Author: Raghavan Iyer
Publisher: Oxford University Press
ISBN/UPC (if available): 0 19 565195 2
This book elucidates the central concepts in the moral and political thought of Mahatma Gandhi. There is a detailed examination of the ramifications of Gandhi’s concepts of truth and non-violence, freedom and obligation, and his view of the relation between means and ends in politics.
Despite the vast literature on Gandhi, little attention has been paid to the solid conceptual foundations of his thought. Professor Iyer addresses this lacuna, and brings out the subtlety, potency and universal import of Gandhi’s political ethic, in theory and in practice.
Gandhi’s indictment of modern civilization, his plea for the purification of politics, his conception of an unassailable moral commitment, his vision of human perfectibility, and his perception of the role of individual conscience and heroism in society are all carefully considered in this book.
Enriched by allusions to a wide range of political thinkers, classical and modern, this is a significant contribution to contemporary thought about the place of moral values in political action. Well received in its earlier printings, this authoritative work is increasingly relevant for shcolars and general readers concerned about the troubled political ethic of the postmodern world.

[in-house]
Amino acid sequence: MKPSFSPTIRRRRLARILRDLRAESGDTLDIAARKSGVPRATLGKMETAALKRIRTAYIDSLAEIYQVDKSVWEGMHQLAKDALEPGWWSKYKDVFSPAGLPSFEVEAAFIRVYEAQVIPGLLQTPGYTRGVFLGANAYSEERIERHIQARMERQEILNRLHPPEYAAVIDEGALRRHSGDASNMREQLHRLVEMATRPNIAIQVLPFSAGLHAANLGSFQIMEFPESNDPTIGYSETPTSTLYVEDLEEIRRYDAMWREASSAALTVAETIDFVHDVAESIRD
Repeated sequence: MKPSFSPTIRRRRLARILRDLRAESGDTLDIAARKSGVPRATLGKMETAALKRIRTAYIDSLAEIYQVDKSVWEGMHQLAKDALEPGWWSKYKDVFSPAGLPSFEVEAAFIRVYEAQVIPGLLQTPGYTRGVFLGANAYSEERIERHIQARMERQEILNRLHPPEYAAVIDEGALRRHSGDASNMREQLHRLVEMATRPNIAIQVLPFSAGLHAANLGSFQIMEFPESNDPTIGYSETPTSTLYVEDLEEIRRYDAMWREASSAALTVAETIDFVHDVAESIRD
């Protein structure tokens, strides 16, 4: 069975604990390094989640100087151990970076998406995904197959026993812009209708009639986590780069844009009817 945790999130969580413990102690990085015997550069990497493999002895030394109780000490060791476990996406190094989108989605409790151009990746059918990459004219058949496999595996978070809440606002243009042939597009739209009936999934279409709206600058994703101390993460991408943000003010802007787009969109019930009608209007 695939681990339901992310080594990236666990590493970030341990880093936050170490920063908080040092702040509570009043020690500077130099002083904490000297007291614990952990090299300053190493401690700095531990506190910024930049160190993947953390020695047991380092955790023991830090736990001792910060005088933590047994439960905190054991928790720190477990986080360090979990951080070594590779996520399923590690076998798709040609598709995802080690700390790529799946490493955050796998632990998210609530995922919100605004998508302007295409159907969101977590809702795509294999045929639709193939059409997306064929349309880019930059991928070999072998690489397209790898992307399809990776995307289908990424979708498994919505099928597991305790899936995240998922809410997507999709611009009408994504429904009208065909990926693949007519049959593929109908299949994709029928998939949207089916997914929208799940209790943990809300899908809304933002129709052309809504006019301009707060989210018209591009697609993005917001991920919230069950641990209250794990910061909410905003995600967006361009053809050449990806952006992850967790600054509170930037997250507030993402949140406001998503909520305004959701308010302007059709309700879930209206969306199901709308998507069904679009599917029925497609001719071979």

The Indictment of Modern Civilization
The Purification of Politics
The Need for Absolute Values and For Vows
Human Nature, Progress, and Perfectibility
Individual Conscience and Heroism in Society
Absolute and Relative Truth
Nonviolence as a Creed and a Policy
Satya and Ahimsa
The Relation Between Truth and Nonviolence
Active and Passive Resistance
The Scope and Significance of Satyagraha
Swaraj and Swadeshi
Self-rule and Self-reliance
Means and Ends in Politics